This real incident was used as the main focus of an early teaser trailer to promote the film, in which it is strongly implied the alien invaders spent decades planning their attack and invasion. The filmmakers drew upon this historical event in an attempt to help ground the film in reality. Aaron Eckhart said that the objective of the film was to make as realistic an alien invasion movie as possible; “The goal was: this is a war movie, a documentary style war movie – with aliens in it.” The film however, was not the first motion picture to touch upon the events surrounding the tale of the Pacific air raids. In 1979, the comedy drama film 1941 directed by Steven Spielberg, alluded to the 1942 shelling as well as other surprise military engagements. On 12 March 2011, a day after the official release for Battle: Los Angeles, a mockbuster produced by the independent film company The Asylum, entitled Battle of Los Angeles, premiered on the Syfy cable TV channel in the United States.

Filming

Filming took place from September 2009 through December 2009 in Shreveport and Baton Rouge, Louisiana (with some scenes filmed at Camp Pendleton in San Diego, CA). Louisiana was chosen instead of Los Angeles mainly due to financial advantages. Principal photography began in the second week of September in Shreveport with scenes depicting a destroyed interstate filled with cars, an overturned tanker truck, and a crashed helicopter. Post-production lasted throughout 2010 and into 2011. Special effects used in the principal photography included pyrotechnics. The most climactic of all was a large fireball-producing explosion which was said to have alarmed some residents and passers-by. Film crews implemented use of a large “green-screen” billboard at the base (end) of the “destroyed” interstate to use later for inserting CGI images of Los Angeles. The actors went through three weeks of boot camp, in order to learn how to realistically operate as a Marine platoon. In addition, Eckhart had done training with the Marines for a few months beforehand in weapons training and drills. On set, military technical advisors worked with the actors to ensure they gave a realistic performance. Eckhart broke his upper arm when he fell off a ledge during an action sequence, but continued to work for the remainder of the film without having it put in a cast.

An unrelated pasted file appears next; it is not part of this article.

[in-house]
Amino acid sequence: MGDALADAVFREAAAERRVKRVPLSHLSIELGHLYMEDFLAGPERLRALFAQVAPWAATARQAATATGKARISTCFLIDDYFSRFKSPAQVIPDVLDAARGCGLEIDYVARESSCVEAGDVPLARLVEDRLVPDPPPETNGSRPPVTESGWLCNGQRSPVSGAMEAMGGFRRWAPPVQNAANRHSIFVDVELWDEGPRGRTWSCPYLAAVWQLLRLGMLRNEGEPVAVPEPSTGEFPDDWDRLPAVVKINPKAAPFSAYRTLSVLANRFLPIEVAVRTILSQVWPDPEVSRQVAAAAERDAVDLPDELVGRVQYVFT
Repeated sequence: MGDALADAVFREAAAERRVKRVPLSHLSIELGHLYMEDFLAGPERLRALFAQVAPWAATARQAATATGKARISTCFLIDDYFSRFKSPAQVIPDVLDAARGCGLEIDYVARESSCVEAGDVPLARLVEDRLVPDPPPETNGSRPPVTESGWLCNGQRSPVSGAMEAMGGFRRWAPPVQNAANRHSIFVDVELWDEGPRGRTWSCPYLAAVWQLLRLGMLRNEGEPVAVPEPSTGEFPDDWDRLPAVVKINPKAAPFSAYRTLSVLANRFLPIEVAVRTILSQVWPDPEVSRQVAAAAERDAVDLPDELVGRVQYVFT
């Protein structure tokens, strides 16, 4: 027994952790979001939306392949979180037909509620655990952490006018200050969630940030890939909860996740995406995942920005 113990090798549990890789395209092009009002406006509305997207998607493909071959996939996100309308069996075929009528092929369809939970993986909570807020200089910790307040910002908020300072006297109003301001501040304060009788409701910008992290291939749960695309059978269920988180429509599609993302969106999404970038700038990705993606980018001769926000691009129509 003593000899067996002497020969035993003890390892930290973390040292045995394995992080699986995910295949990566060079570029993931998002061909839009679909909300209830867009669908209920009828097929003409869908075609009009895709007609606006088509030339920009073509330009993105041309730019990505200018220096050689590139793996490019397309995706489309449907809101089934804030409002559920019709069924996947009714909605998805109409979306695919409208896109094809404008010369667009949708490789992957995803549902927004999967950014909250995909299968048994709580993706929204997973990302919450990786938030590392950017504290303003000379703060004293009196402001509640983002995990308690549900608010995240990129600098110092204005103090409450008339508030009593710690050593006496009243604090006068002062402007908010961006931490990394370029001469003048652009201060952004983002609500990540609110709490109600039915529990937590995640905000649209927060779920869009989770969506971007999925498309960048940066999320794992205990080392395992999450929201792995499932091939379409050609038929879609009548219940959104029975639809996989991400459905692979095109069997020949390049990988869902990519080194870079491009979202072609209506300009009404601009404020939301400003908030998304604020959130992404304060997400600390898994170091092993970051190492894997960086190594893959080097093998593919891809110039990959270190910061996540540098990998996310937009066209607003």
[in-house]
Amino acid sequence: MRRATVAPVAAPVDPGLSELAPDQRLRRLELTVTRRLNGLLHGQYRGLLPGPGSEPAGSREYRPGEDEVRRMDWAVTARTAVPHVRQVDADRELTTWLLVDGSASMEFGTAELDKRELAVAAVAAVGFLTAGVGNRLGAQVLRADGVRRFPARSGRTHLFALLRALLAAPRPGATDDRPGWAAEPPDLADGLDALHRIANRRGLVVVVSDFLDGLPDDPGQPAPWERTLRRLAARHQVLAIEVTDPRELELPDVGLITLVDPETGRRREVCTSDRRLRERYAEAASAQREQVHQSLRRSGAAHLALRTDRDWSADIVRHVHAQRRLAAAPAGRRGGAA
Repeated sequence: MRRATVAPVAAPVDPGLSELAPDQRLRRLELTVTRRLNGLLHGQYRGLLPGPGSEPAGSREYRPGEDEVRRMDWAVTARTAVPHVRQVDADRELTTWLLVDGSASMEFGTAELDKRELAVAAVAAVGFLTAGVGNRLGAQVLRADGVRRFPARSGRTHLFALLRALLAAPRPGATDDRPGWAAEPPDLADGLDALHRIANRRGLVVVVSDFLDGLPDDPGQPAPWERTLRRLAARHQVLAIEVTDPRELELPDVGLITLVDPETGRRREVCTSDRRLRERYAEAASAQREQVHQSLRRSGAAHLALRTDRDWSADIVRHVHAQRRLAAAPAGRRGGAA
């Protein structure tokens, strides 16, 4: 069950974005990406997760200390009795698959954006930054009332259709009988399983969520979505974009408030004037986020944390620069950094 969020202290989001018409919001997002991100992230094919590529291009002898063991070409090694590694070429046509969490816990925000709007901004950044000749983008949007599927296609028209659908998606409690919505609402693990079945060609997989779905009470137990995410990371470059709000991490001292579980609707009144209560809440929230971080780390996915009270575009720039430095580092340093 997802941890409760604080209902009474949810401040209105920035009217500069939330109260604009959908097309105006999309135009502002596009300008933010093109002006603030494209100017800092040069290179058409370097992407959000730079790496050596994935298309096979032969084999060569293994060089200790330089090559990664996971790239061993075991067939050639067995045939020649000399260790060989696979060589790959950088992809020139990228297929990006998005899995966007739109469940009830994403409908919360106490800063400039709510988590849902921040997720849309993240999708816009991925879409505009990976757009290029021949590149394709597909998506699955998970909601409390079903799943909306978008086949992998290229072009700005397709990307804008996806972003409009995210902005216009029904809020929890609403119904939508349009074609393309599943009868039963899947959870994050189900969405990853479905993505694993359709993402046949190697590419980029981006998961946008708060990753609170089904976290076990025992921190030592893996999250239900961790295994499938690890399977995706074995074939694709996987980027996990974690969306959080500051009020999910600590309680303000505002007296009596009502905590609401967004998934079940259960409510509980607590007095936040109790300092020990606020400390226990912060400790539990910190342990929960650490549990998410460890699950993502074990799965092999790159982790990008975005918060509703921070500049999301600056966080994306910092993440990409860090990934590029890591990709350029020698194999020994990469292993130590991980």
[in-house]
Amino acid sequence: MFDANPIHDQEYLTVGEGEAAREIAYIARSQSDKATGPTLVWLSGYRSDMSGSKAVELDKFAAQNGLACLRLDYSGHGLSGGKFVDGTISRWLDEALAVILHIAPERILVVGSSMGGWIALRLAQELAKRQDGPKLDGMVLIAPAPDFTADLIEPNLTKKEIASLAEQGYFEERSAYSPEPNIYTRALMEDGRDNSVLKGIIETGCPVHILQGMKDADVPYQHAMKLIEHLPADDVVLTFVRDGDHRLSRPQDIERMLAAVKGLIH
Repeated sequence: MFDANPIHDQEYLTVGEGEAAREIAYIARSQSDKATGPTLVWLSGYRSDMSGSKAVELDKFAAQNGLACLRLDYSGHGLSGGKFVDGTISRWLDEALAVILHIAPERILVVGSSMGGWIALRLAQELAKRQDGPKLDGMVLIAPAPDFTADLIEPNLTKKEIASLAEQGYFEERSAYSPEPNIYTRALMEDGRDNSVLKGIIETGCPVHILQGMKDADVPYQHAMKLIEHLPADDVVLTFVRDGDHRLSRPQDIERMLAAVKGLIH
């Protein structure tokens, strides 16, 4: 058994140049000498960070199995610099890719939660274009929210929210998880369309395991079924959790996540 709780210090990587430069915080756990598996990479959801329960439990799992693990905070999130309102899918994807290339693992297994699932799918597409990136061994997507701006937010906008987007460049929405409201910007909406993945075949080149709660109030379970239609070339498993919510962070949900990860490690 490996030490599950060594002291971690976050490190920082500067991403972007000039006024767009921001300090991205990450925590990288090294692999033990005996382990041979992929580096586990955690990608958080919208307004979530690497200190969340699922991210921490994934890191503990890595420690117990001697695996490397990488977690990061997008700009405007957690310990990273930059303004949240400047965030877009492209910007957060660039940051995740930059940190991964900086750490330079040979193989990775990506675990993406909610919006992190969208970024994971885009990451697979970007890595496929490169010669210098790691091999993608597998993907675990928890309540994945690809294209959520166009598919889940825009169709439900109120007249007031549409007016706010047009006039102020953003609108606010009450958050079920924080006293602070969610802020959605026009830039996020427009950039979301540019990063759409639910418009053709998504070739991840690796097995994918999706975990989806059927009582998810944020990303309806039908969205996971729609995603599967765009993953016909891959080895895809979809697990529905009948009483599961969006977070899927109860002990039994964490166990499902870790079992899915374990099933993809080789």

There was military support for filming. Numerous Marine units assisted in filming, including infantry from 2nd Battalion 1st Marines, MV-22 Ospreys from VMMT-204 (based at Marine Corps Air Station New River in North Carolina), CH-46 Sea Knights from HMM-268 and HMM-774 (based in Camp Pendleton and Naval Station Norfolk, respectively), and reservists from 3rd Battalion 23rd Marines based in Belle Chasse, Louisiana.